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Background: Children with medical complexities are surviving with the added medical needs of tube feeding weaning. In 2022, 45% of 1549 new or follow-up visits were not attended (19% no-show/26% cancellation) for children 0-3 years of age in the Interdisciplinary Feeding Clinic (IDC). This current care model faces challenges in accommodating the rising volume of referrals, exacerbated by persistent no-shows. We are undertaking a quasi-experimental study with a pre-post-intervention design to address this. This proposal aims to identify patient characteristics associated with missed appointments in the IDC.

Methods: We conducted a retrospective chart review on patients scheduled for feeding appointments within the pre-intervention timeframe of January to July 2023. The patient list was solicited from the HealtheAnalytics administrative database. The data extracted from the EMR was meticulously collected, managed, and transcribed into REDCap. Demographics and clinical and administrative data were reviewed for mean (SD), median (IQR), and incidence (%). Patient characteristics were divided into two groups, attended and not attended, and then compared for differences across groups.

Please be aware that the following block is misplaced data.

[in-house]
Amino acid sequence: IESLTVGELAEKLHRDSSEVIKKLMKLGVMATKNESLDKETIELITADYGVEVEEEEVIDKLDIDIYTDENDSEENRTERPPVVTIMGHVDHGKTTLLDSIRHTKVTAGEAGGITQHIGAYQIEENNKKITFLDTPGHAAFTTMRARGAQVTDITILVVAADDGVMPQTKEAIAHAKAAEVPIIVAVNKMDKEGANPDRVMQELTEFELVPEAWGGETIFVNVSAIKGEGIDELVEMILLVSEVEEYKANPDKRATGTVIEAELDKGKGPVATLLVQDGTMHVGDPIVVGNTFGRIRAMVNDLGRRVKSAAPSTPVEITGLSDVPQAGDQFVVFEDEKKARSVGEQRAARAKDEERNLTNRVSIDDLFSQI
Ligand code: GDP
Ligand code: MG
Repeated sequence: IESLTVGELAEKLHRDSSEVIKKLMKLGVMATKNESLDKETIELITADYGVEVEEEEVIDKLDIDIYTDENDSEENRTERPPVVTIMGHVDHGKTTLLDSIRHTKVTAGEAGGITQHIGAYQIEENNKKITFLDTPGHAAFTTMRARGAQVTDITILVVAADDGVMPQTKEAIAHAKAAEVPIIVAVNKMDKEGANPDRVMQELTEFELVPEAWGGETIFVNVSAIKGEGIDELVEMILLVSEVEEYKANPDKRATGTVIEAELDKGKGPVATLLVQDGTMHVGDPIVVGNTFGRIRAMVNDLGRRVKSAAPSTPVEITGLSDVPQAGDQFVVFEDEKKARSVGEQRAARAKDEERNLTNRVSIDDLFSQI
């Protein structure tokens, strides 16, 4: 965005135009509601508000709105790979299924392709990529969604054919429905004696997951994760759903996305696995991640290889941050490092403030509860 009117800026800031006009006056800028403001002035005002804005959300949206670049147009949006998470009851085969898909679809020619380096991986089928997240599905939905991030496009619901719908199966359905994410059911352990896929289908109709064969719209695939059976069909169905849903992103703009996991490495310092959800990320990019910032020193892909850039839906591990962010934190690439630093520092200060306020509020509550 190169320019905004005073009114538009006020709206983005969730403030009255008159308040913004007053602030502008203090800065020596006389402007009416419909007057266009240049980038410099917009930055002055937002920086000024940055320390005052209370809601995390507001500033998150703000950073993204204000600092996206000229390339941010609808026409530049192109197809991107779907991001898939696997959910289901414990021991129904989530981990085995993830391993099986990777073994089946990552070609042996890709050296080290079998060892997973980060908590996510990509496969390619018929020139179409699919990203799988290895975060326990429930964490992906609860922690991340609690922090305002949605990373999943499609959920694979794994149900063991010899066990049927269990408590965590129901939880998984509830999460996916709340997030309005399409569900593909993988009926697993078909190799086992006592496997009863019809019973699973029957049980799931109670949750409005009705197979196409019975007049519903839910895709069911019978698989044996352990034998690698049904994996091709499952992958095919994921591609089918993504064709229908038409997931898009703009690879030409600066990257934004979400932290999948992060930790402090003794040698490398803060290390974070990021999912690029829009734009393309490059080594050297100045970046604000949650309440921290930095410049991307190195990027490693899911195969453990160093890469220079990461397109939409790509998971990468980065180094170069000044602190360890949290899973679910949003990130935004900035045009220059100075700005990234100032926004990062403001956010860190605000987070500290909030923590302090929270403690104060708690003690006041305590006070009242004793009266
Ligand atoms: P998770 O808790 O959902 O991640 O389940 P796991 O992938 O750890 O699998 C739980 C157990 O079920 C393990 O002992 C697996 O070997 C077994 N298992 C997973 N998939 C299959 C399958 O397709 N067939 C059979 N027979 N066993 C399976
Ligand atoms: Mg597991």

Outcomes: The pre-intervention analysis revealed 1513 appointments with an average no-show rate of 13.53%, lead time to the scheduled appointment of 84.11 days, and a cancellation rate of 15.98%. Of those appointments, 487 patient MRNs met inclusion for retrospective review, with 69.8% (340) patients in the attended appointments group. Patients that attended were most often those with prescribed medications and had a history of emergency room visits for feeding needs, but there was not a significant difference across groups for those that had enteral feeding needs. While there were differences across groups by parent-reported race, this needs to be evaluated cautiously due to sample frequency. There was a higher rate of attendance when the lead time was shorter (61 days vs. 76 days).

Conclusion: There is significant room for improvement in patient access within CMH IDC, and there are multiple options to target to improve access. Lead time to the first appointment with the clinic is the most significant predictor of attendance at a visit during the study period, suggesting that initial access to the IDC should be the primary target for intervention. Improving overall access to the clinic by increasing the treatment success rate for common concerns such as tube feeding weaning (i.e., CHAMP implementation) may help improve show rates by reducing lead time.

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Improving Appointment Show Rates in a Pediatric Feeding Clinic: ​ A Descriptive Analysis of Pre-intervention